You say a student loan collection company assured you they would remove in exchange for payment, that is rare, frame that letter. lol

Anyway, student loans are very important debt, hands down you just got to pay them, cause they can just get money other ways out of you like garnishment of taxes.

But mortgage companies can work with people, even with bad credit, but I strongly recommend not getting one now until you clean up your credit first. It is far better to go into mortgage at prime rate verses sub-prime. You would be saving yourself 10's of thousands of dollars for sure.
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sdchargers_63

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Subject: credit
 
Posted on Sat Jul 10, 2010 10:59 am  

Years ago, I had a Student loan in 'deafault'. It took the ACT of GOD (..or close to it..LOL) to bring the loan 'up to date', so,..it was showing 'postive' on my CR again. It took alot of phone calls and paperwork. I've put it into 'deferrment' a few times (yep..% DID grow on it..) but, it was still 'positive'. It didn't just 'go away'...it was (and still is) reporting 'positive'. It's taking al ong time to pay off, but, at least it's out of 'default'.
Barbara_Elena
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Subject: Student loan.
 
Posted on Sat Jul 10, 2010 11:53 am  

You did not mention whether the defaulted student loan is there even after 7 years. If you have paid in full, the defaulted student loan, the default is still going to show on your credit report for 7 years. However, your credit report is going to reflect a zero balance after you have paid your defaulted student loan.
sdchargers_63

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1916 Magic Points

Subject: credit
 
Posted on Sat Jul 10, 2010 10:01 pm  

When my Student loan was in 'deafault', it was never on my CR. I was told the loan had to be in 'default' for a certain amount of time, before it was reported to the CB's.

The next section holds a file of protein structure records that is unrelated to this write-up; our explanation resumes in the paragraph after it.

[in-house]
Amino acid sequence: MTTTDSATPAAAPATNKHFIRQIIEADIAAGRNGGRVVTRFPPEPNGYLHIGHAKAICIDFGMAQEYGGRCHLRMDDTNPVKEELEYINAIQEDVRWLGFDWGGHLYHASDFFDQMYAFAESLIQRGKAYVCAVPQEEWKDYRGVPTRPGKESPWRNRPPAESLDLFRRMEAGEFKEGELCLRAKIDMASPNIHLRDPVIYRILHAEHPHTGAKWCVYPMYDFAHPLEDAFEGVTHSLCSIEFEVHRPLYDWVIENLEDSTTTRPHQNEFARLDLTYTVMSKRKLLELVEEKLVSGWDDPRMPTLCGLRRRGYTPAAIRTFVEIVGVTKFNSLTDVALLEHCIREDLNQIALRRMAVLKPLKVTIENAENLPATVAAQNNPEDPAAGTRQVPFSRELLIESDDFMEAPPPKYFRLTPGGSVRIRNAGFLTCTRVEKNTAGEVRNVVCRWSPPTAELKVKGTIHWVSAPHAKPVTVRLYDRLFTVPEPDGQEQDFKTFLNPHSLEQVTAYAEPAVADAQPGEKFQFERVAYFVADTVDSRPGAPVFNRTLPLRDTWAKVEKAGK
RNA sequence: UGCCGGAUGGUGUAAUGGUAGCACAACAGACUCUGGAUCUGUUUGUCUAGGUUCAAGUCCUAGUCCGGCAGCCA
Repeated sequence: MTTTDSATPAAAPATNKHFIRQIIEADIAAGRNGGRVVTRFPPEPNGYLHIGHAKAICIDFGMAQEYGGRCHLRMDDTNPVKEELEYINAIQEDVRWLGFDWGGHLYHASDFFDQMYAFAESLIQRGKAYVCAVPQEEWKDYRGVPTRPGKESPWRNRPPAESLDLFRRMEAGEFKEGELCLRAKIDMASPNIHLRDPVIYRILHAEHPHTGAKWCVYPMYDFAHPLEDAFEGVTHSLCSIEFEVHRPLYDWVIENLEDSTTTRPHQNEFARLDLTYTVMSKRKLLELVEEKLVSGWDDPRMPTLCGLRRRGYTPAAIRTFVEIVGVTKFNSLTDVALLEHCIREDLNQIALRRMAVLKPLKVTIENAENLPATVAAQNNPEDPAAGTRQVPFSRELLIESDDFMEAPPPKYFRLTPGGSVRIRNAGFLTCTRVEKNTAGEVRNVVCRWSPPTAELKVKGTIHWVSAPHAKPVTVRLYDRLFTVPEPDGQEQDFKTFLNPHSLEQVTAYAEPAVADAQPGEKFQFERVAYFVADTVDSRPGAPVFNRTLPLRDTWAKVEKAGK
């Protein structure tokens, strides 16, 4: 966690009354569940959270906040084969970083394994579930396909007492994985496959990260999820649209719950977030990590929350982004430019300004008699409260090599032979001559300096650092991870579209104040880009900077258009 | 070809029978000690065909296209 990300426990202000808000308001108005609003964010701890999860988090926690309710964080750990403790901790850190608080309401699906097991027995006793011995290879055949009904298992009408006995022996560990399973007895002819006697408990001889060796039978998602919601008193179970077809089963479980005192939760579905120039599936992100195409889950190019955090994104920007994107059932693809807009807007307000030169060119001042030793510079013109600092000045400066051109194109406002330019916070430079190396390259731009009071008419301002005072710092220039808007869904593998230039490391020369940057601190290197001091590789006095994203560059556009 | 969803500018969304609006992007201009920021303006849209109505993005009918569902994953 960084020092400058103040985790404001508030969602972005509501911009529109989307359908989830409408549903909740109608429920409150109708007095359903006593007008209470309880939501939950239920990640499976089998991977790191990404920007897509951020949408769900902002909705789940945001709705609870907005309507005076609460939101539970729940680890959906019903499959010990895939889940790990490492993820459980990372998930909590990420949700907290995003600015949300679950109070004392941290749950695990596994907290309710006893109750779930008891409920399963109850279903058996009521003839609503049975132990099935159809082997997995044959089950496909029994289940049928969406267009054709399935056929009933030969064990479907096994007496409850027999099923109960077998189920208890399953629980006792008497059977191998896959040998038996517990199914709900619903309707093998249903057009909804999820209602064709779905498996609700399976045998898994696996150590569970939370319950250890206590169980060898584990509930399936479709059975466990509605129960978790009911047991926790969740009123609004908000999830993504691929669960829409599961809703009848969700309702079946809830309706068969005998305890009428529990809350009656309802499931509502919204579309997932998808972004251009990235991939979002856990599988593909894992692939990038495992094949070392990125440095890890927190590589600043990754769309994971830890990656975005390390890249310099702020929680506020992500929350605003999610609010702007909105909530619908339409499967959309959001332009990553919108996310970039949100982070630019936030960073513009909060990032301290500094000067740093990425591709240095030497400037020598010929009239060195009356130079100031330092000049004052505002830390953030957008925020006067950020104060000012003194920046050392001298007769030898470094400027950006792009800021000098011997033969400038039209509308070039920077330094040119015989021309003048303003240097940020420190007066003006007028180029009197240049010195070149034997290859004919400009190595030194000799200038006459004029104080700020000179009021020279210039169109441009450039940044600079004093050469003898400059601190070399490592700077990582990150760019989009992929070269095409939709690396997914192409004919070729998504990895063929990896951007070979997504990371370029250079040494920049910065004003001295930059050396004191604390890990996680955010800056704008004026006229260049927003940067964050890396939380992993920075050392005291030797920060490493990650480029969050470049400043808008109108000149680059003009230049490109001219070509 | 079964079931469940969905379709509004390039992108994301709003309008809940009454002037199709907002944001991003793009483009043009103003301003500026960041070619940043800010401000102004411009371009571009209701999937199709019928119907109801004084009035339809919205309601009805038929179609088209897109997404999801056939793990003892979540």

vfsalinas05



Joined: 24 Jun 2010
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999 Magic Points

Subject: student loans
 
Posted on Sun Jul 11, 2010 3:25 am  

I'm not sure how long I had been in default for my student loan...I was very naive and made alot of mistakes a few years ago..I don't think I checked my credit for many years until just recently....I am paying so many bills now that I never paid, i'm in the long haul to fix my credit and get a home loan...Almost there! = )
NightStar



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Posted on Sun Jul 11, 2010 5:38 pm  

I didn't look back to see if I addressed reporting times,

Student loans, once defaulted, can remain on the credit report indefinitely just like a tax lien, but instead of one account listing, it will be subsequent collection agencies selling over the years and just re-populating the account on the credit report.

They the student loan companies, or collection agency have a need to file judgments on these, since there is NO statute of limitations, no need to convert a judgment to a lien, since it is the same thing. Defaulted student loans can not be discharged in bankruptcy if they are federal loans.

Even in deferment, student loans will show on the credit report, so you go lucky that yours didn't. I use to work for a credit bureau and I would investigate and update credit reports on our own format called a Residential Mortgage Credit Report (RMCR) for banks and credit unions, oh and mortgage companies processing mortgage loans, and it was my job to pick through all accounts and verify balance and status. I could go into more detail on that subject, but my point is many people do have deferred accounts showing.

Negative accounts usually expire 7 years after the creditor listing ws defaulted on, if it was made positive, then good accounts show 10 years on the credit report.

Oh and if you ever ever apply for these 3 things:

employment exceeding $75,000
insurance exceeding $150,000
mortgage exceeding $150,000

Then the credit reporting agency will issue a FULL credit report, not the short once that consumers only see with the 7 year expiration. The long reports show ALL history, from clear back when you first started using credit.
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cccfree



Joined: 14 Apr 2011
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Posted on Thu Apr 14, 2011 11:57 pm  

I agree that credit counseling isn't going to effect your son's student loans, it only applies to your unsecured credit card debt.